Homemade Inline Electric Supercharger


Electric superchargers, inline or otherwise, have a dubious reputation at best. Though electric supercharging has been around for decades, it has only been fairly recently that automotive applications have met with any measure of success. However, current off-the-shelf parts can make for a unique experiment for those with small displacement engines.

Blower CFM

  • Bad news first: no electric inline supercharger currently available with off-the-shelf parts is going to feed an engine with more than 1.5L of displacement and make any power. At 6,400 RPM, even a 1-liter engine needs about 125 CFM (cubic Feet Per Minute) of airflow. At 2 pounds of boost pressure, that number shoots up to about 180 to 200 CFM, which is right on the borderline of what a large 4-inch diameter Turbo 4000 marine blower will push while delivering 2 psi of pressure.

    On the positive side, 1 psi of boost is usually worth about 8 percent increase in power, meaning that the aforementioned 60 horsepower, 1.0L engine might stand to gain as much as 10 horsepower; not an insignificant increase for a 2000 lb car. So, go with the Turbo 4000 marine blower ($35 as of 2010) for any hope of making power.


  • You could use 4-inch aluminum tubing with rubber or silicone connectors for your intake tract, or you could go the cheaper route, and use aluminum drier ducting of the same diameter. Begin by removing the rubber air intake tube that connects your throttle body (main engine air valve) to the air filter box. Fabricate an adapter to fit the 4-inch diameter tubing to the throttle body, and measure out between 12 and 18 inches of tubing. Attach the output side of your Turbo 4000 blower to this tube with large hose clamps.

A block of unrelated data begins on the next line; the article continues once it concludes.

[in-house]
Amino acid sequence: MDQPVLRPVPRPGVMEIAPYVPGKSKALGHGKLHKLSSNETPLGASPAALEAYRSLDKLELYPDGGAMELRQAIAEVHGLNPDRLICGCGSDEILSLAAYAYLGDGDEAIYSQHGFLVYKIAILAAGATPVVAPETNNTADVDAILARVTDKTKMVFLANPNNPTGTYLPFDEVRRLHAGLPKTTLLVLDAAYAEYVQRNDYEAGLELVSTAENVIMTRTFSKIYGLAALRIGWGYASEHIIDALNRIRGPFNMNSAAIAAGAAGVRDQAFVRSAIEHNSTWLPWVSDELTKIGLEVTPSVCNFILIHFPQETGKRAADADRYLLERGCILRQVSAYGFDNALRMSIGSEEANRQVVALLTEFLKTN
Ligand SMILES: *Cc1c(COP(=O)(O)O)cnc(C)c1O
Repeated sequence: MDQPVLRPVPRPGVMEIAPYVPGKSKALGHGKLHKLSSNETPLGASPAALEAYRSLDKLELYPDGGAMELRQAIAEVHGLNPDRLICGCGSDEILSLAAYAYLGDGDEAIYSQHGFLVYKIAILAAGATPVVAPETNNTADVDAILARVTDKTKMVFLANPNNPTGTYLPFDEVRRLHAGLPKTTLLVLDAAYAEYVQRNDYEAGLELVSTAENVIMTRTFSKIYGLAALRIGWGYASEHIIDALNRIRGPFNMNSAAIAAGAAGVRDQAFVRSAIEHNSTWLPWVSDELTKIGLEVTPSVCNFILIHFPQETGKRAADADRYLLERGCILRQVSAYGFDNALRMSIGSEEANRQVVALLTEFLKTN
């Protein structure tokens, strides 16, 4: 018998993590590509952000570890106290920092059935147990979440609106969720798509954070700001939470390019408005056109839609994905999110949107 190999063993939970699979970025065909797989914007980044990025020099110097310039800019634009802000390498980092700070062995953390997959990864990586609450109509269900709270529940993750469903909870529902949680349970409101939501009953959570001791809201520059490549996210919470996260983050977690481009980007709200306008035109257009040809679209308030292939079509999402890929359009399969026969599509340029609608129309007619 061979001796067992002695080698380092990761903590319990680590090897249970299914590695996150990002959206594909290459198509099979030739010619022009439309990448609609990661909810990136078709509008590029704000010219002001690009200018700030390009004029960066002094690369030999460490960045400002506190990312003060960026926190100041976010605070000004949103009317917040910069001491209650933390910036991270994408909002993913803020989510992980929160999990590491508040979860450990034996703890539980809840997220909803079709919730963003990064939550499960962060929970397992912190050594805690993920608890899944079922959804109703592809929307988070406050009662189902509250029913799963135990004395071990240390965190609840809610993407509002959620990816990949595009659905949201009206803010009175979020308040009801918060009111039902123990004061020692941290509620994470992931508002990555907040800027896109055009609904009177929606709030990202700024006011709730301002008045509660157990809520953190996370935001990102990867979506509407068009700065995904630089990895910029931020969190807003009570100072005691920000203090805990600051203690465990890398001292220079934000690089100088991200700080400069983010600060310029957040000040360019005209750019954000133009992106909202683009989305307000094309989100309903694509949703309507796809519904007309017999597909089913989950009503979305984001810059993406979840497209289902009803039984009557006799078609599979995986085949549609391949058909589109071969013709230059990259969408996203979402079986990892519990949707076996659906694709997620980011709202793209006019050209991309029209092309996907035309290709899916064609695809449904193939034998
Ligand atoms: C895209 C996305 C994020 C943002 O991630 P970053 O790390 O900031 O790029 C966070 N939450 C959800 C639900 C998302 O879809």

At this point, you could either connect the input side of the blower to the stock airbox (which some cars will require to retain the airflow-sensors), or you could simply mount a cone-style aftermarket air filter to the blower. Cars that use a mass-air flow sensor (you'll see a wiring harness connected to this sensor, which is attached to the air-box) must retain this sensor. You can install the sensor up-stream from the blower input with a 3-inch length of tubing, and secure the air filter to the sensor itself.


  • Extend from the blower's black wire to your battery's ground terminal. Run an extension from the red wire to a switched power source in the cab or engine bay. Some people run a jumper wire from the power-on side of their fuel pump relay, which is often conveniently located in the black fuse box right next to the ersatz air filter. Doing so will ensure that your electric blower is running whenever the engine is on.

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